Planning Electric Vehicle charging for car parks: more than just an infrastructure decision?

The Electric Vehicle (EV) transition is moving at a rapid pace. In 2022, 23% of all cars registered in the UK were plug-in vehicles, and forecasts suggest that by 2050 up to 97% of cars on the road could be plug-in. This shift will require a robust and diverse charging network.

The UK government has pledged to install 300,000 public charging points by 2030, however the mix of location and charging type required is still uncertain. In 2021, Connected Places Catapult published a report discussing the opportunity for public charging points at railway stations. Two years on, we have updated this report with a mix of data sources including first hand surveys. Whilst railway station car parks were our focus, the findings can be applied to many other types of destinations.

Through primary analysis of ZapMap data of charge point utilisation, we investigated EV user behaviours at railway stations. The results suggest that charging points at stations are attracting not just railway users but also other local consumers, highlighting the potential commercial benefits of EV charging.

We conducted a firsthand survey at a popular commuter station, Reading Railway Station in Berkshire, to gather data regarding charging. Almost 10% of all the vehicles in the car park were electric, much higher than the regional and national average. Of the EVs in the car park, 17.5% were charging; scaling these results in line with the forecast of EVs on the road in 2050 could provide suitable estimates for future charging demand. This survey uncovered useful information about current charging behaviour and would be a valuable exercise to conduct at a range of destinations.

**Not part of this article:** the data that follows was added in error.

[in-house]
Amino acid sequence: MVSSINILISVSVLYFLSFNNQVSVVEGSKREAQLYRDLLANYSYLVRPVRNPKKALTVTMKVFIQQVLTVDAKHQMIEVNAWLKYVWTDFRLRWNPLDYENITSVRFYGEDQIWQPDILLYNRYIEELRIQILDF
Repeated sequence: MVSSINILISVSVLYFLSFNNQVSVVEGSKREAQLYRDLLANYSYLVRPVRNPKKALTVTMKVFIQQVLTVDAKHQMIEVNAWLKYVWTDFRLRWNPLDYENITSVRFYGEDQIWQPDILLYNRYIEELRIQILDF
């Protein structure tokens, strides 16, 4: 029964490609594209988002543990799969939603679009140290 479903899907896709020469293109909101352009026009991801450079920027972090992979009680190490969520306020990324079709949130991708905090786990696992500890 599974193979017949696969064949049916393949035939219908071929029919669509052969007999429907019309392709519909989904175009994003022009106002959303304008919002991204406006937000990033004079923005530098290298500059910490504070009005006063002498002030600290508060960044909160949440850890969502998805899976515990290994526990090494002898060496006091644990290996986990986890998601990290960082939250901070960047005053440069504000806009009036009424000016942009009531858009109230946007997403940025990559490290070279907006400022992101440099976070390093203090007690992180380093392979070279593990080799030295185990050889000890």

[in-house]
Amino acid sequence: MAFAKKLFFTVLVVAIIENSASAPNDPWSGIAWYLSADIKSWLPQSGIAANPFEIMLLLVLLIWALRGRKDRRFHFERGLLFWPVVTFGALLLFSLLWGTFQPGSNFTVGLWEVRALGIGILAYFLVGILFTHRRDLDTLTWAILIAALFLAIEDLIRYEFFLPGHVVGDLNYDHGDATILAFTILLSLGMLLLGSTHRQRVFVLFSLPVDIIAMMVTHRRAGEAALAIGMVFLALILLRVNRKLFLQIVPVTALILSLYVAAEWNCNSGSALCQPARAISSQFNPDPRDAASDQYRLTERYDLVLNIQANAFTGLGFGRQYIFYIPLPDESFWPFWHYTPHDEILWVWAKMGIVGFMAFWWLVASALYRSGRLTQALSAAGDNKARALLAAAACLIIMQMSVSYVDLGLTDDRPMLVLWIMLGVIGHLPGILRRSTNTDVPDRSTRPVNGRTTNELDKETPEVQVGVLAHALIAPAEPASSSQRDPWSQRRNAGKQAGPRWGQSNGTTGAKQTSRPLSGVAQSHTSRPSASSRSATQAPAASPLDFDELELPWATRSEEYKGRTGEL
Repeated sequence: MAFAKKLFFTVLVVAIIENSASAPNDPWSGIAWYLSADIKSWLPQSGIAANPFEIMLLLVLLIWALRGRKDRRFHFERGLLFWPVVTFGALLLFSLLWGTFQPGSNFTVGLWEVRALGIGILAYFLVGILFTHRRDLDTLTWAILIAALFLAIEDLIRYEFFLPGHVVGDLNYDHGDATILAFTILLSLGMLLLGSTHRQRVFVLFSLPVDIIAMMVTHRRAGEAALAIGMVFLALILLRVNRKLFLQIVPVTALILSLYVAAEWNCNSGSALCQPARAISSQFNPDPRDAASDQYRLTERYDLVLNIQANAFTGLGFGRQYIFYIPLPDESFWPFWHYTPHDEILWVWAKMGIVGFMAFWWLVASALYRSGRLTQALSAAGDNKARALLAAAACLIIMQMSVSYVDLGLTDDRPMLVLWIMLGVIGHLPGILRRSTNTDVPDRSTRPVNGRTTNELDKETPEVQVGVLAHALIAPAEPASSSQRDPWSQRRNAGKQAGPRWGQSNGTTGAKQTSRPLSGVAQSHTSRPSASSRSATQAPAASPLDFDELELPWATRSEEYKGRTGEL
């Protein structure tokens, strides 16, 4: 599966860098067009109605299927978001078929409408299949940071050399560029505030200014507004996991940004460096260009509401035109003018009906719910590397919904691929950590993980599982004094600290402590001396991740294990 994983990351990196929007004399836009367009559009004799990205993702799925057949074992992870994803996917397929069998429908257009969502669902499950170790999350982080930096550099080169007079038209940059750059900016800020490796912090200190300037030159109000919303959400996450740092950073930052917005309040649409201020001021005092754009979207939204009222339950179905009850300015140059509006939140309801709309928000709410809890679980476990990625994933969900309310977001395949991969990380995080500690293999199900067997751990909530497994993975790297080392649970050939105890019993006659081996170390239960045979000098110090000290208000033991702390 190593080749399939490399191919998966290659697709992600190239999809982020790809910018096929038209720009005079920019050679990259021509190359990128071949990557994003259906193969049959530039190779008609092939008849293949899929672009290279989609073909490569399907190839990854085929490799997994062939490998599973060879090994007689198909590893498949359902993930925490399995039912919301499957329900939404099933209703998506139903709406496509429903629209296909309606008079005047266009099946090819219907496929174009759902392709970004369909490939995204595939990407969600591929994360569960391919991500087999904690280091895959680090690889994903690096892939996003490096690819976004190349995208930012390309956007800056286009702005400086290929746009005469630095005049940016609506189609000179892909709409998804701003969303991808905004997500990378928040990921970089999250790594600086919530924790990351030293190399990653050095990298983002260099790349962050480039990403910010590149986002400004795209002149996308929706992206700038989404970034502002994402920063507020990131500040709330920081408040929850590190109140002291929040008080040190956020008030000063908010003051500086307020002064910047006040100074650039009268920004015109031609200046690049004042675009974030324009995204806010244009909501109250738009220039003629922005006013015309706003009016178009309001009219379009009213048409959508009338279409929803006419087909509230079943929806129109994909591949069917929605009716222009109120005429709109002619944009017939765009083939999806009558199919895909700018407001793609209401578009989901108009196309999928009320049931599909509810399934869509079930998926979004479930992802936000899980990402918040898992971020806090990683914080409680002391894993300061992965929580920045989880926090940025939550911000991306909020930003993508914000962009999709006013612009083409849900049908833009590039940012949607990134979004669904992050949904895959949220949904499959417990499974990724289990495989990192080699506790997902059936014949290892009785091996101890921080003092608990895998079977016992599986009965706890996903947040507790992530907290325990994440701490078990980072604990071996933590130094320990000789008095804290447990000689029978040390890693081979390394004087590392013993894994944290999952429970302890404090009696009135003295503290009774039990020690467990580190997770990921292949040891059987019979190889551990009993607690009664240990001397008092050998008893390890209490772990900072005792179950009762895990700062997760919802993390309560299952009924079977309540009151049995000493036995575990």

Estimating future demand for public charging is a complex task since EV battery advancements and home charging capabilities will evolve. Higher powered charging, and greater capacity batteries will mean charging sessions will be shorter and less frequent. However, since only 67% of UK homes have access to off street parking, there will always be a proportion of consumers relying on public charging infrastructure.

Installing the right number of devices is not the only consideration when planning for public charging infrastructure; the mix of charging speeds, the pricing model, potential incentives, and controlled allocation of charging bays can all contribute to the attractiveness of chargers. Competitively priced charging sessions may be the most important factor for attracting customers.

Railway Station EV Charging Infrastructure Report
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